(b) in sub clause (ii), after the words “whereon twenty or more workers”, the words “or such number of workers as may be prescribed by the State Government” shall be inserted;
(c) after sub clause (ii) but before the following proviso shall be inserted, namely: “Provided that the number of workers specified in sub-clause (i) and sub-clause (ii) shall not exceed twenty and forty workers, respectively.”

Reasons given For the Amendments:

Labour is in the Concurrent List. As per the Federal system, the formulation of Factories Act is within the jurisdiction of the Central Government whereas its implementation is done by the State Governments. Some State Governments propose State amendments to Factories Act from time to time depending on their requirements. These amendments are enacted by the approval by the Central Government. There have recently been demands by a few State Governments for increasing the threshold limits in their States for application of Factories Act. It is with this view that the proposal to provide flexibility to States within their jurisdiction for deciding on these threshold limits has been made. However, since, it should not become excessive delegation the limits have been capped to 20 and 40 workers with power and without power respectively. This will provide flexibility to the State Governments to amend their State Laws as per their requirements.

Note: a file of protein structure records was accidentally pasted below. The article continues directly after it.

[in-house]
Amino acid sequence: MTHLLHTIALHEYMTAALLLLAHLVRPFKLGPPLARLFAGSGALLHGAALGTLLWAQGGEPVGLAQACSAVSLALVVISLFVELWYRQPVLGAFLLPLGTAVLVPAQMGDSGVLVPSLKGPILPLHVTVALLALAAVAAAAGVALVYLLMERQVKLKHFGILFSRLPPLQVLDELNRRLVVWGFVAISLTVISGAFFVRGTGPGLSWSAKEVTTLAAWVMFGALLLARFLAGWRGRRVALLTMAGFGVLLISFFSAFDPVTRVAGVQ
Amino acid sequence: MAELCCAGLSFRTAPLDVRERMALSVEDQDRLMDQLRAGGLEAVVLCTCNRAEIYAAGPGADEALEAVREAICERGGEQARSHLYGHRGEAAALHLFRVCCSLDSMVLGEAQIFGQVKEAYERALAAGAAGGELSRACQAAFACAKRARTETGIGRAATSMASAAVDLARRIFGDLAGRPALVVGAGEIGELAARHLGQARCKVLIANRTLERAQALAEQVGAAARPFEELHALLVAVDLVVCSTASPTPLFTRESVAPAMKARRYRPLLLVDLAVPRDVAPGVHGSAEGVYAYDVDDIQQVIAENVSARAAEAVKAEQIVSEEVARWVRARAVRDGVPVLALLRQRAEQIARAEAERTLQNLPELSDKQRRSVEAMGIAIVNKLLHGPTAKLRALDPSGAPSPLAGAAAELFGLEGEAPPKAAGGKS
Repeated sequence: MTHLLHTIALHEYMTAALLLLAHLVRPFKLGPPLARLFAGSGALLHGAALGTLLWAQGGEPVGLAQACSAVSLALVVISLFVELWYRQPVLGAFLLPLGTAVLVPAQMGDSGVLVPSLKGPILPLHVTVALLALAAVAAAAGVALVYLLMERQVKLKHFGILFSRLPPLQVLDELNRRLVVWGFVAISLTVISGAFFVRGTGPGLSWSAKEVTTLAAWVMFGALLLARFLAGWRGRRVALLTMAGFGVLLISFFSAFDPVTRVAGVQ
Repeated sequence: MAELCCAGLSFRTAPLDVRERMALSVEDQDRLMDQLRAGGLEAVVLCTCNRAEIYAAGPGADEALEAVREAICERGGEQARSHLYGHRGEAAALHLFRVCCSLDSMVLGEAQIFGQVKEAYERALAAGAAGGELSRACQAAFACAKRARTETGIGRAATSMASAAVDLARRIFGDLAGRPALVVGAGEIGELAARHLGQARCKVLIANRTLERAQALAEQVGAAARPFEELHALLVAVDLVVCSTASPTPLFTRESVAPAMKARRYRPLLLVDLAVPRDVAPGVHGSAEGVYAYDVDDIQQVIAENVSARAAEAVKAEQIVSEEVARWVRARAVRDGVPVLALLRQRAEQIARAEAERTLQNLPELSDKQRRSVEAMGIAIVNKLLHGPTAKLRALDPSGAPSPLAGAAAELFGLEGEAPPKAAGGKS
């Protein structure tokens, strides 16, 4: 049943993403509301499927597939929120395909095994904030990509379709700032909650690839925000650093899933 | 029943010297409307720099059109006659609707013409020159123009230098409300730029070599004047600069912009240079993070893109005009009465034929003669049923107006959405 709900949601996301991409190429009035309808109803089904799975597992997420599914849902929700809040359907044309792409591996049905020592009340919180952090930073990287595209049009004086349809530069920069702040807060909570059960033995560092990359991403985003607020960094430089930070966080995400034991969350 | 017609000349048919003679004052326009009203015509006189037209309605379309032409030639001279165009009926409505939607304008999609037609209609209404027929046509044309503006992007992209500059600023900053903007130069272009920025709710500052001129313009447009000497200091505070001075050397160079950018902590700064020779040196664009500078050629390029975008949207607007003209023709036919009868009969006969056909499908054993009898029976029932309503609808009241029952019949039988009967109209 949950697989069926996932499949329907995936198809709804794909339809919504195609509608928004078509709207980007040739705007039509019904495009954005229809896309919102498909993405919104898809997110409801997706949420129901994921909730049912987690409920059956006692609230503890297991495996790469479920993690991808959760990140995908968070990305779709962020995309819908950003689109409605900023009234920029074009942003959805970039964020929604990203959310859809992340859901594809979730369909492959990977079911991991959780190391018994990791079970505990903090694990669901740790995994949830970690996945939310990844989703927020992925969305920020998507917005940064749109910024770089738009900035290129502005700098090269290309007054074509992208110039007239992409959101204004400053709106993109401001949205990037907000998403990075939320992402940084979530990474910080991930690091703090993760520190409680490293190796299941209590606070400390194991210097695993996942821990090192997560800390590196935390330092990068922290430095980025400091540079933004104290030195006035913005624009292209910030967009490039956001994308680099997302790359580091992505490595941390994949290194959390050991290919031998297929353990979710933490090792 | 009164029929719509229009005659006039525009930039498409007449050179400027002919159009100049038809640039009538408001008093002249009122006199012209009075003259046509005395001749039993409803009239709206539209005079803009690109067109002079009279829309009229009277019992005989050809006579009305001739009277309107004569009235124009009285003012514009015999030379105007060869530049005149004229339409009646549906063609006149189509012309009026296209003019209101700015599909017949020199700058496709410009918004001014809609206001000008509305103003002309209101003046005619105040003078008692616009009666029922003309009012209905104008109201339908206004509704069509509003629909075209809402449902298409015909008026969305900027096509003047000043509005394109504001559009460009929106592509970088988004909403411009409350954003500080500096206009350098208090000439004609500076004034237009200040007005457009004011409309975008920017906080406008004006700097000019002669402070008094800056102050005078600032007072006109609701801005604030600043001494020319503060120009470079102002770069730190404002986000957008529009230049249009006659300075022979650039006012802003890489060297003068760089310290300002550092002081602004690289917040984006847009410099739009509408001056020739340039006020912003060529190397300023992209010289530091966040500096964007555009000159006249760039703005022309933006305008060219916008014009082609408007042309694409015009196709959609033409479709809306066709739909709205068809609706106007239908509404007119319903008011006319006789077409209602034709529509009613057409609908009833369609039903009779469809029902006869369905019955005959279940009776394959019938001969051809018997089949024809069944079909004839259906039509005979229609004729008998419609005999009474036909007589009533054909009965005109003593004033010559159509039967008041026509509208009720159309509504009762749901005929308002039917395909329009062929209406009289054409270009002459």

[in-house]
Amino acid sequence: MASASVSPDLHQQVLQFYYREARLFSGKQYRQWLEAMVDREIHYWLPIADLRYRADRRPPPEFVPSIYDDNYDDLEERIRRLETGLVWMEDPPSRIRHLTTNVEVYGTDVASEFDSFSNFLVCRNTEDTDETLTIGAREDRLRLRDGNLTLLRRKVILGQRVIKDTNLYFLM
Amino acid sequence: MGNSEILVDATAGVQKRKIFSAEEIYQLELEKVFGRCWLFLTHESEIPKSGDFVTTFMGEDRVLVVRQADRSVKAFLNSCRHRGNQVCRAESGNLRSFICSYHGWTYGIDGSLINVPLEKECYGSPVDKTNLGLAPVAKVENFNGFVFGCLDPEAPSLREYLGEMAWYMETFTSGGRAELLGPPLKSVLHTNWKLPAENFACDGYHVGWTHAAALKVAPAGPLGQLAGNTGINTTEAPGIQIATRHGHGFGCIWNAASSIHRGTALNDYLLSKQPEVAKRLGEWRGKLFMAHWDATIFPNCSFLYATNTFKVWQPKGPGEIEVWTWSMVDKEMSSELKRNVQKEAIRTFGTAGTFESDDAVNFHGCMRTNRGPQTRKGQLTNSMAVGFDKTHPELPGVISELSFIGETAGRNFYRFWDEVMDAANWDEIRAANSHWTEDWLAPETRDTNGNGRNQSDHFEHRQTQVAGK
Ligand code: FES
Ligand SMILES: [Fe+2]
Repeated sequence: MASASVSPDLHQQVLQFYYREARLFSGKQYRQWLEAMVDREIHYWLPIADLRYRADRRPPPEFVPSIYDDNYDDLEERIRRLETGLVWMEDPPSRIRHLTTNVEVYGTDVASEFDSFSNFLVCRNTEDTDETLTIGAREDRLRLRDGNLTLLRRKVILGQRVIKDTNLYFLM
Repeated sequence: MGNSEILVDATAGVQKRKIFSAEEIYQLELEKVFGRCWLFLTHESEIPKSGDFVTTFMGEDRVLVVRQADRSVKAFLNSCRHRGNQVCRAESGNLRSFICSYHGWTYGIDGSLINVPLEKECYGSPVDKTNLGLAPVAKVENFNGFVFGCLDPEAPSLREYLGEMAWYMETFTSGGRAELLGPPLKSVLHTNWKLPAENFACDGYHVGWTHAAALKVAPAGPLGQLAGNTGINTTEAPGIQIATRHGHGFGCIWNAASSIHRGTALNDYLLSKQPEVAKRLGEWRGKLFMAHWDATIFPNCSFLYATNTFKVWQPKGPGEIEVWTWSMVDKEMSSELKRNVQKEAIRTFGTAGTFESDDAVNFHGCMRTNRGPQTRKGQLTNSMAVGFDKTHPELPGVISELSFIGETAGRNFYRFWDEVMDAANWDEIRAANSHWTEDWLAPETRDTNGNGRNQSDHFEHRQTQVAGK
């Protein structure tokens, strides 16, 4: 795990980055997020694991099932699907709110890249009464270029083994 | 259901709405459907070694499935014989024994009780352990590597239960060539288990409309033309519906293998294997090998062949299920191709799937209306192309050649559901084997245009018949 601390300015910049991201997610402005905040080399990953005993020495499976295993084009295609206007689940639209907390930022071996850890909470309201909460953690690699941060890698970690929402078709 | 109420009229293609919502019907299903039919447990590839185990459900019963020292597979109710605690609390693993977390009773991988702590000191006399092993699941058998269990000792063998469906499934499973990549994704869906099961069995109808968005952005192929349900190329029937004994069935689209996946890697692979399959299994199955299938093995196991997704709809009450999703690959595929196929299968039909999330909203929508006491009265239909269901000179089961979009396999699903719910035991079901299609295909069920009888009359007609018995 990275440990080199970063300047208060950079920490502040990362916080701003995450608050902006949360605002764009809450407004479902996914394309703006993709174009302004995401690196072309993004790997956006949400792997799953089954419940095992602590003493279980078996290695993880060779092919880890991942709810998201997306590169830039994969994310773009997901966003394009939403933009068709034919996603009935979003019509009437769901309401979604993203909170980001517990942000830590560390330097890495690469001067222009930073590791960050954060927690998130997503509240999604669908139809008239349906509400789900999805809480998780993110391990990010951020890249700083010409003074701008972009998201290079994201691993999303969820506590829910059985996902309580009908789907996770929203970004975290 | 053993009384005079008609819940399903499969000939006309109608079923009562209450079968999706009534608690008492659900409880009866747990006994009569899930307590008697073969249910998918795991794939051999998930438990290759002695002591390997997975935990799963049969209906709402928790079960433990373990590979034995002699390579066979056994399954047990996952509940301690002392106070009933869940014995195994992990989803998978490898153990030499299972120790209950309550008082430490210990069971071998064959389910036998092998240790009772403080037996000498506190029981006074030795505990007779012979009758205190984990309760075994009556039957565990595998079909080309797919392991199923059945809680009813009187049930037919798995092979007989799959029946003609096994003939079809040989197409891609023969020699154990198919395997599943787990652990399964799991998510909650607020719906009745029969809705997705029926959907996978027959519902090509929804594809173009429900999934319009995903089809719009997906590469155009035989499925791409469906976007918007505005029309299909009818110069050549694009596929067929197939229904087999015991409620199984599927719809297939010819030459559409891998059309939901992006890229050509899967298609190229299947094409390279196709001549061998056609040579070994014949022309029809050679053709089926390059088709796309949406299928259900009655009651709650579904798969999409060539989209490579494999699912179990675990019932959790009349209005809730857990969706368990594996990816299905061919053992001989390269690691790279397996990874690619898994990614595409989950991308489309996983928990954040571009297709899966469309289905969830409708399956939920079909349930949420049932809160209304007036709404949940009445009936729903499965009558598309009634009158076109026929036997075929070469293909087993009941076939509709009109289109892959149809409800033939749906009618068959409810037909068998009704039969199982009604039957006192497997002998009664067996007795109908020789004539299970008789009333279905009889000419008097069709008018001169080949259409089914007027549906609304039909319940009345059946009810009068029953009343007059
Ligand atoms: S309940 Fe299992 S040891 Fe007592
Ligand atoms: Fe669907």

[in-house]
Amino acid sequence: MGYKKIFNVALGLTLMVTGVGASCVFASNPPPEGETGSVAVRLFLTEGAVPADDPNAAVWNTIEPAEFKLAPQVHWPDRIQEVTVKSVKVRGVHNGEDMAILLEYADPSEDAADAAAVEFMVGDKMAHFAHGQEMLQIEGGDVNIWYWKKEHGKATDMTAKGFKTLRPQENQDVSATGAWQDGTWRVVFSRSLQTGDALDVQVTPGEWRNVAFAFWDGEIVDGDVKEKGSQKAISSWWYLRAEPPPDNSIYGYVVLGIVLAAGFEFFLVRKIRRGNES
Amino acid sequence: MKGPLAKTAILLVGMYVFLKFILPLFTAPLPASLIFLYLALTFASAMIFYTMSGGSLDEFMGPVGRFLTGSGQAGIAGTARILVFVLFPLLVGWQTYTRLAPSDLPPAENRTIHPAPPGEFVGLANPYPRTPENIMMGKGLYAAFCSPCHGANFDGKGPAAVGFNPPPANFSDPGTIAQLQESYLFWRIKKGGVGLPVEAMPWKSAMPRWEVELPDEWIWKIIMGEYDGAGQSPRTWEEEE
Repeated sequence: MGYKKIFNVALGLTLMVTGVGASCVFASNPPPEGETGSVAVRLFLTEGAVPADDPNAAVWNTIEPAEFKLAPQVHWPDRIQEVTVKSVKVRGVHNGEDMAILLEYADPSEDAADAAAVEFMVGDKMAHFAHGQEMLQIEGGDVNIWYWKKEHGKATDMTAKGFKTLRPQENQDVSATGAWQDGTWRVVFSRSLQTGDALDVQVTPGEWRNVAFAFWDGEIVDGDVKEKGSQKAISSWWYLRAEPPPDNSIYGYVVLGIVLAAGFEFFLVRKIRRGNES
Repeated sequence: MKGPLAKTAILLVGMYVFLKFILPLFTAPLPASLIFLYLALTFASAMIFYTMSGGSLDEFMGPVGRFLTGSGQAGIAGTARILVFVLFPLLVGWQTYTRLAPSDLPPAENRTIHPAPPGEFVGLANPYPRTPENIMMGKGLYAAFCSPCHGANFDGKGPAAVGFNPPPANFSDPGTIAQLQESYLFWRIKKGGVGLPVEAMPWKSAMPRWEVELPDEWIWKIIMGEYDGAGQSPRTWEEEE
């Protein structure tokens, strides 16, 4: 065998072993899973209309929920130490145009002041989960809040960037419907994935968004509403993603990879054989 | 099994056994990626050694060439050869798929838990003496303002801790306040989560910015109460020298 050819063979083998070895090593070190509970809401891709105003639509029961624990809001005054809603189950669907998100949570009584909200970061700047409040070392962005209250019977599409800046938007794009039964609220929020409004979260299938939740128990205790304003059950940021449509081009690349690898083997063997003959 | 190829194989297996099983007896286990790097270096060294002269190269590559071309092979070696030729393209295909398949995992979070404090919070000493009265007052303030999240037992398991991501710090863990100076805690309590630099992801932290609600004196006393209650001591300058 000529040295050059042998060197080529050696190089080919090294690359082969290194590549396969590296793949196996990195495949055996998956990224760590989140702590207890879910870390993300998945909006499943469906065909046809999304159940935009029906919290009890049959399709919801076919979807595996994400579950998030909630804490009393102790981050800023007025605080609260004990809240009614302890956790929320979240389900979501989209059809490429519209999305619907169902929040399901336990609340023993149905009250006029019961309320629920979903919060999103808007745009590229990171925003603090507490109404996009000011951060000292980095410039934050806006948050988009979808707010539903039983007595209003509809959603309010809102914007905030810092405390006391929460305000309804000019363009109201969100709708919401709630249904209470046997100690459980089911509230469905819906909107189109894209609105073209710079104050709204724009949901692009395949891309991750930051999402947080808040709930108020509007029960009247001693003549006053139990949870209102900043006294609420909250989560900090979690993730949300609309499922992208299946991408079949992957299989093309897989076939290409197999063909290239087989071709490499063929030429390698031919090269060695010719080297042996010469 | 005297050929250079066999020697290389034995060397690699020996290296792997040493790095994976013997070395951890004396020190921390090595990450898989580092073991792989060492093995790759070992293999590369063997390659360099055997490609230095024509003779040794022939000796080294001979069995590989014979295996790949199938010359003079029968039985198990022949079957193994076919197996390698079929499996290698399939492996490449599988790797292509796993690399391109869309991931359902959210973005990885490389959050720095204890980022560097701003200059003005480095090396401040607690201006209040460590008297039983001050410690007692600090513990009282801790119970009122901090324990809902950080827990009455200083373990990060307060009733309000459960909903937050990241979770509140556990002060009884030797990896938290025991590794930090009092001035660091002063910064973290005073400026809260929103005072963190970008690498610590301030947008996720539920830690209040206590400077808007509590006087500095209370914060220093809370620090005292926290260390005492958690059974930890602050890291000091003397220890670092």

The stand taken by the Labour Ministry

As mentioned earlier, the Government proposes to enhance the threshold level of employment from 10 to 20 workers (in case of factories using power) and from 20 to 40 workers in case of factories (not using power) vide Clause 2 (m). The Committee received a number of suggestions from various quarters voicing if the amendments are carried out, the number of factories and their workers will be thrown out of the coverage of the Factories Act and workers will be at the mercy of employers on every aspect of their service conditions, rights and protective provisions laid down under the Act. The Unions further represented that as per the estimates made by the Annual Survey of Industries, enhancement of the threshold level of employment in an establishment to 40 workers will take out more than 70 per cent of the factory establishments in the Country out of the coverage of the Factories Act.

The reason given by the ministry for the proposed amendments was not able to convince the committee as the committee asked for evidence about the pressing circumstances for enhancing the threshold.